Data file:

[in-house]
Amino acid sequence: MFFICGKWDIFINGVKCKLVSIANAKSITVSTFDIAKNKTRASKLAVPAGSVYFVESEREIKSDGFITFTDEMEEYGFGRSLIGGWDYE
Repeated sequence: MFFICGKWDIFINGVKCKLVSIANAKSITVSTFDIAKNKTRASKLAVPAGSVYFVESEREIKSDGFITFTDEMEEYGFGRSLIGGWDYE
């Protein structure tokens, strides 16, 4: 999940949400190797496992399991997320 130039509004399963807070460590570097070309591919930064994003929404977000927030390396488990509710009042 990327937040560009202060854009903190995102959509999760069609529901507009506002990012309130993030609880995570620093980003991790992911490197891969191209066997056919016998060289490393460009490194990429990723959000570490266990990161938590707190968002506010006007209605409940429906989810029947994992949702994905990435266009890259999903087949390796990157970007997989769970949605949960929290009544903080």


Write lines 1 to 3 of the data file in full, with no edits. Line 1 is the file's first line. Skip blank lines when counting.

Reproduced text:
[in-house]
Amino acid sequence: MFFICGKWDIFINGVKCKLVSIANAKSITVSTFDIAKNKTRASKLAVPAGSVYFVESEREIKSDGFITFTDEMEEYGFGRSLIGGWDYE
Repeated sequence: MFFICGKWDIFINGVKCKLVSIANAKSITVSTFDIAKNKTRASKLAVPAGSVYFVESEREIKSDGFITFTDEMEEYGFGRSLIGGWDYE